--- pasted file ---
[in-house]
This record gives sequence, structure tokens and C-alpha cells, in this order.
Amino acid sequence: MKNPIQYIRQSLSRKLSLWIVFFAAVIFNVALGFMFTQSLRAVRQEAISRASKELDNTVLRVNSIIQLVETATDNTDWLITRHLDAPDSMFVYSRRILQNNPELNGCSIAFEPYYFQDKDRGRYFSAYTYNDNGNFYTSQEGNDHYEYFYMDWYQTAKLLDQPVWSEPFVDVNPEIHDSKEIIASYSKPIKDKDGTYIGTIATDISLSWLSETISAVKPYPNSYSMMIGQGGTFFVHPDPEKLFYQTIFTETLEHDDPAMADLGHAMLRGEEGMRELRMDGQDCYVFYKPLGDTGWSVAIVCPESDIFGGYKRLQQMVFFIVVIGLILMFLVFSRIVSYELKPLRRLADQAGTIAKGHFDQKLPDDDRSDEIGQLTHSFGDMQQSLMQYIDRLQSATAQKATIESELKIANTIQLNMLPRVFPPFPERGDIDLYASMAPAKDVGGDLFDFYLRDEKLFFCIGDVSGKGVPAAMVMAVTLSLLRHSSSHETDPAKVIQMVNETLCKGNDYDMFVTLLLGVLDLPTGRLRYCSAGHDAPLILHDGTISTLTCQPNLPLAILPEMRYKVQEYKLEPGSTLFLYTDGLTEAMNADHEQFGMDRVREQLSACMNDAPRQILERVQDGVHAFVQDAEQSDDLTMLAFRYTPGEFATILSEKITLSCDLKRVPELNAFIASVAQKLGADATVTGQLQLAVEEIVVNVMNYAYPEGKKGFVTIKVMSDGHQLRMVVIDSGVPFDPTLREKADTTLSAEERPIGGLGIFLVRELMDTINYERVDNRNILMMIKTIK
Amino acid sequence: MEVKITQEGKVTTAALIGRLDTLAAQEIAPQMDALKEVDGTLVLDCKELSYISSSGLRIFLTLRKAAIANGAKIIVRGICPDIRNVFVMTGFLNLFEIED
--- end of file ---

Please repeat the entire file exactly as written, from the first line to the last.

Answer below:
[in-house]
This record gives sequence, structure tokens and C-alpha cells, in this order.
Amino acid sequence: MKNPIQYIRQSLSRKLSLWIVFFAAVIFNVALGFMFTQSLRAVRQEAISRASKELDNTVLRVNSIIQLVETATDNTDWLITRHLDAPDSMFVYSRRILQNNPELNGCSIAFEPYYFQDKDRGRYFSAYTYNDNGNFYTSQEGNDHYEYFYMDWYQTAKLLDQPVWSEPFVDVNPEIHDSKEIIASYSKPIKDKDGTYIGTIATDISLSWLSETISAVKPYPNSYSMMIGQGGTFFVHPDPEKLFYQTIFTETLEHDDPAMADLGHAMLRGEEGMRELRMDGQDCYVFYKPLGDTGWSVAIVCPESDIFGGYKRLQQMVFFIVVIGLILMFLVFSRIVSYELKPLRRLADQAGTIAKGHFDQKLPDDDRSDEIGQLTHSFGDMQQSLMQYIDRLQSATAQKATIESELKIANTIQLNMLPRVFPPFPERGDIDLYASMAPAKDVGGDLFDFYLRDEKLFFCIGDVSGKGVPAAMVMAVTLSLLRHSSSHETDPAKVIQMVNETLCKGNDYDMFVTLLLGVLDLPTGRLRYCSAGHDAPLILHDGTISTLTCQPNLPLAILPEMRYKVQEYKLEPGSTLFLYTDGLTEAMNADHEQFGMDRVREQLSACMNDAPRQILERVQDGVHAFVQDAEQSDDLTMLAFRYTPGEFATILSEKITLSCDLKRVPELNAFIASVAQKLGADATVTGQLQLAVEEIVVNVMNYAYPEGKKGFVTIKVMSDGHQLRMVVIDSGVPFDPTLREKADTTLSAEERPIGGLGIFLVRELMDTINYERVDNRNILMMIKTIK
Amino acid sequence: MEVKITQEGKVTTAALIGRLDTLAAQEIAPQMDALKEVDGTLVLDCKELSYISSSGLRIFLTLRKAAIANGAKIIVRGICPDIRNVFVMTGFLNLFEIED